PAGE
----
decoupled. Building the data-to-presentation-structure layer is still done
declaratively, in ZPT (and with Views in Z3/Five). There are still macros and
slots that are used to compose the final page and ensure re-use of most 
elements
on the page. The output is a single, structural view of the page.

The site themer then writes a template that transforms the output of my mostly
structural idea of presentation into his mostly visual idea: the corporate ID.

Okay, that was long. I guess the point is that I still think the decoupling 
from
developer/page composer to artist/site themer is a useful one, without having 
to
restrict developers purely to processing in python.

Martin> > 
> > I'm generally interested in the ideas of pipelines for markup rendering. 
> >   Specifically, I'm interested in separating the concerns of skin 
> > scripters and corporate ID people into two logical parts:
> > 
> > 
> > http://www.zope.org/Wikis/DevSite/Projects/ComponentArchitecture/SiteThemes
> (snip)
> 
> Interesting stuff. One thing that immediately occurs to me:
> """ 4) Opt-in. All templates in all core code and all add-on products have
> to decipher the under-documented, un-enforced system of macros and slots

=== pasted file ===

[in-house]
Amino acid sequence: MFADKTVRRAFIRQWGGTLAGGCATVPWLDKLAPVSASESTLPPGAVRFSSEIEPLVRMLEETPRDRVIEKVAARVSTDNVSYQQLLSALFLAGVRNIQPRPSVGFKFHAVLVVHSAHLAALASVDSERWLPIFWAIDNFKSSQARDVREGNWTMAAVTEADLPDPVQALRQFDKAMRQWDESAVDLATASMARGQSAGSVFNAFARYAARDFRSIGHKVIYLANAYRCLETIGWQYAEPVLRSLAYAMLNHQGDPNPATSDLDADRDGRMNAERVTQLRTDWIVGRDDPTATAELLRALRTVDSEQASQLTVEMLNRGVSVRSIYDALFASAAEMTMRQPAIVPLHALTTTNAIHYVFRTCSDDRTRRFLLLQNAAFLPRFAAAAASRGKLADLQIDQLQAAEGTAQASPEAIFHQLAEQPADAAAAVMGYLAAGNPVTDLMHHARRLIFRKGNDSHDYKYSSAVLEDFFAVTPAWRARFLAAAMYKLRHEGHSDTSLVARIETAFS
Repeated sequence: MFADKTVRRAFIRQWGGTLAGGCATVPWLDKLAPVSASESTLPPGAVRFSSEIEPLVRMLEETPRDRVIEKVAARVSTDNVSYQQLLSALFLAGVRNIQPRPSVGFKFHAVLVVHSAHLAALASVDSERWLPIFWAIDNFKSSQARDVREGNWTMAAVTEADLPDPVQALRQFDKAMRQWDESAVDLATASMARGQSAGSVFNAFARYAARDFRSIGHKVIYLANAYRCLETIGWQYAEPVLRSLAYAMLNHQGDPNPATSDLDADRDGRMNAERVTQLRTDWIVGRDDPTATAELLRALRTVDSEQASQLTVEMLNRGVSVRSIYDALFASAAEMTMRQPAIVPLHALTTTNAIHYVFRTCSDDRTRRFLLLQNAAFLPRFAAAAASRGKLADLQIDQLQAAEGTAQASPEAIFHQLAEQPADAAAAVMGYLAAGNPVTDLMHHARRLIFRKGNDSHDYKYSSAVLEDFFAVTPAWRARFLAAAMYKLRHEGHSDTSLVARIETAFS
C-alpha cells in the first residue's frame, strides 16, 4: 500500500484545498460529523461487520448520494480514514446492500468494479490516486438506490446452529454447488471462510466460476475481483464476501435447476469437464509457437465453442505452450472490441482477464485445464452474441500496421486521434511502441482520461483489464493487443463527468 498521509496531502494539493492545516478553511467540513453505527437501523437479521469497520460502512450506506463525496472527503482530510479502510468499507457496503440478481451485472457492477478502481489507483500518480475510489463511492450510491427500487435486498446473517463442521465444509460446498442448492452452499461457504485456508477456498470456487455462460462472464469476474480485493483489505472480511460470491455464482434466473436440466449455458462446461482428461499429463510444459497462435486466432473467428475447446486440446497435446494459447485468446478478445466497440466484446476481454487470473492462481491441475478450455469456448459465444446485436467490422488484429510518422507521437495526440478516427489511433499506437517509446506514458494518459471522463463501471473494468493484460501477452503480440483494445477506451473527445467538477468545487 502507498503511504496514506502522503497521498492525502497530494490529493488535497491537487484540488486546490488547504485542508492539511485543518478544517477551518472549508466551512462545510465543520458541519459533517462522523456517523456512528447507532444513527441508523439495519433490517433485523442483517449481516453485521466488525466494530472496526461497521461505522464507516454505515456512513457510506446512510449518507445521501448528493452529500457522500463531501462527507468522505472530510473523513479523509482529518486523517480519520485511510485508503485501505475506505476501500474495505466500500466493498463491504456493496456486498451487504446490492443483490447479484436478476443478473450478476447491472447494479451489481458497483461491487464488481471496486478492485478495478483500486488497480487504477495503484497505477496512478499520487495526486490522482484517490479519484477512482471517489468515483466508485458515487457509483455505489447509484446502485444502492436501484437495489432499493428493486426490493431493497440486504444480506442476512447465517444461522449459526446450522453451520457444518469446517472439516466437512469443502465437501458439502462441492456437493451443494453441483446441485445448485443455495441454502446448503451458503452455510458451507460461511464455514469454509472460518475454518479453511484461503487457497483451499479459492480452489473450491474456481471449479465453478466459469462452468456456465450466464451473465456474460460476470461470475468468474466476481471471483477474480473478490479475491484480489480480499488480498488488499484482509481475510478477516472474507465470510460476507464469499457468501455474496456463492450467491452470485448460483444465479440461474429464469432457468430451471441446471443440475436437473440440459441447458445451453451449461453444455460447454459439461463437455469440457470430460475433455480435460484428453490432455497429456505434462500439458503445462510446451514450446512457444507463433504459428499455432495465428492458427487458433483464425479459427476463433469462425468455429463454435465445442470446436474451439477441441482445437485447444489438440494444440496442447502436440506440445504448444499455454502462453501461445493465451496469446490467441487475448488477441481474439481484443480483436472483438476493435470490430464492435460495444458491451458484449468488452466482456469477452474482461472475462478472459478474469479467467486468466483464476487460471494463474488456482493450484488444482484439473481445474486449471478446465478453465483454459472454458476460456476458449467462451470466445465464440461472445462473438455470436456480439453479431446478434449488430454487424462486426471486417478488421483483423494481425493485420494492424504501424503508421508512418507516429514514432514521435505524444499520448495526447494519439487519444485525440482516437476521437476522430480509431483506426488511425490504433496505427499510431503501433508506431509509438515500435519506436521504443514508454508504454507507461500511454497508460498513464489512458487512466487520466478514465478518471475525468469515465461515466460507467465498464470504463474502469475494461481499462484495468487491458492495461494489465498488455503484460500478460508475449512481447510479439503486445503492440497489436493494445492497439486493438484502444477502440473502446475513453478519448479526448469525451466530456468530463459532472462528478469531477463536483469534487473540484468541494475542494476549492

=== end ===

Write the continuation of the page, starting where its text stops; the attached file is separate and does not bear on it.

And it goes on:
> in order to leverage the corporate id work in main_template. If you want
> to apply a consistent look and feel on all pages, you should be able to
> impose it, whether the view template agreed or not
> ...
>  3) Universal. The corporate id is not optional. It gets imposed on
> every page in a site.
> """
> 
> That goes too far IMO. Opt-in is a pain, but if you remove it, we need
> to add an "opt-out" feature. Consider for example links that launch
> pop-ups with some snippet of information in a smaller window. You
> frequently want these to have a very stripped down look-and-feel. This
> can be used for e.g. context help. I've seen a lot of sites like this
> and worked on some.
> 
> > http://www.zope.org/Members/zopepaul/zopesitethemesdiagram.png
> > 
> > This isn't revolutionary stuff.  It's a meme that appears in Typo3 and a 
> > few Python templating systems.
> 
> (snip)
> 
> > At the EuroPython sprint, Tres coded up a nice little ZCML pipeline 
> > product that hooked Zope 3.1's publication events.  However, this event 
> > isn't usable in Five 1.3.
> > 
> > Here's my small proposal for a near-term CMF 1.x release:
> > 
> > 1) In CMFCore/FSPageTemplate.py, modify its pt_render or _exec.
> > 
> > 2) Check to see if there is a configured pipeline tool.
> > 
> > 3) If so, run the result of:
> > 
> >   result = self.pt_render(extra_context=bound_names)
> > 
> > ...through the tool and return it.
> 
> So this wouldn't work for PageTemplate instances in the ZODB,
> e.g. in portal_skins/custom/ ?
> 
> > Things I'm not proposing:
> > 
> > 1) CMF out-of-the-box contains any tool nor any pipelines.
> >